As if it weren't enough that donations are being solicited, I find that signatures are as well. I recently went to the grocery store in search of plain white t-shirts. I freely admit that it was not a likely place to find them, but you never really know, and I usually exhaust all possibilities within walking distance before I consider going further. As I approached the store, a man with pen and clipboard inquires whether I am an actor. When I denied this (being unsure of the true answer myself), he wondered if I had friends who were. Now, I can't really say why he was asking because I blew by him as quickly as I could lest my resolve weaken, but my immediate guess was that it was some kind of labor thing. This is one of those times when I wish people weren't so interested in such things. It's yet another reason to avoid the grocery store.

Monday, December 20, 2010

When Do We Eat?

Things were simpler back when I was in school for many reasons. Success then was predicated on passing spelling tests and sitting for lessons. It was also simpler due to the arrangement of meals. I then ate breakfast at perhaps 7 or 7:30- somewhere around then. Off to school I would go, absorbing knowledge for the next several hours. Lunch was at noon and lasted an hour. That was chiseled in stone. There would be a few more hours of classes, and then I would return home in mid-afternoon. There might or might not be some nature of snack at that time. Dinner would invariably be later in the evening, with the whole family assembled at the table (and later before the TV. Even we succumbed to that). Perhaps something like 8 in the evening would be a typical dinner. I was fine with all of that, for the reason that I didn't have to expend energy deciding it myself.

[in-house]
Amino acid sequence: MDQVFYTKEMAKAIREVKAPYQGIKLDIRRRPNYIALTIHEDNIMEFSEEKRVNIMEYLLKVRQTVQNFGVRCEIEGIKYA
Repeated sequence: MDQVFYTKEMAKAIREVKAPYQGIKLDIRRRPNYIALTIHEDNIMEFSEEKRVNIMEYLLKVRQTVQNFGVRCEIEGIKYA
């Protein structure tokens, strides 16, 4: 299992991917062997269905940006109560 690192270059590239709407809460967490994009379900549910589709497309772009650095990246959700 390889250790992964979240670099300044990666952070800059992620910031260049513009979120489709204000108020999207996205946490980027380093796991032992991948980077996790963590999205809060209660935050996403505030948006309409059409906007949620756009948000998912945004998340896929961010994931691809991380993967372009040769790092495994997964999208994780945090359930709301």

Today I am an adult, if the government and my creditors are to be believed. I certainly live with a modicum of independence these days, and so now I must be the one to determine my meal times. Naturally I would just go with what I always have, except that circumstances don't allow that on a consistent basis. I don't get up at the same hour I did then. Often it's an hour or so later, and sometimes several hours earlier. That throws a wrench into things from the start. It seems to me that the meal times should be at those fixed times, but failing that, they should be spaced out by that amount of time which they are at those times. Thus lunch probably ought to be some five hours after breakfast, with dinner then coming around eight hours after that.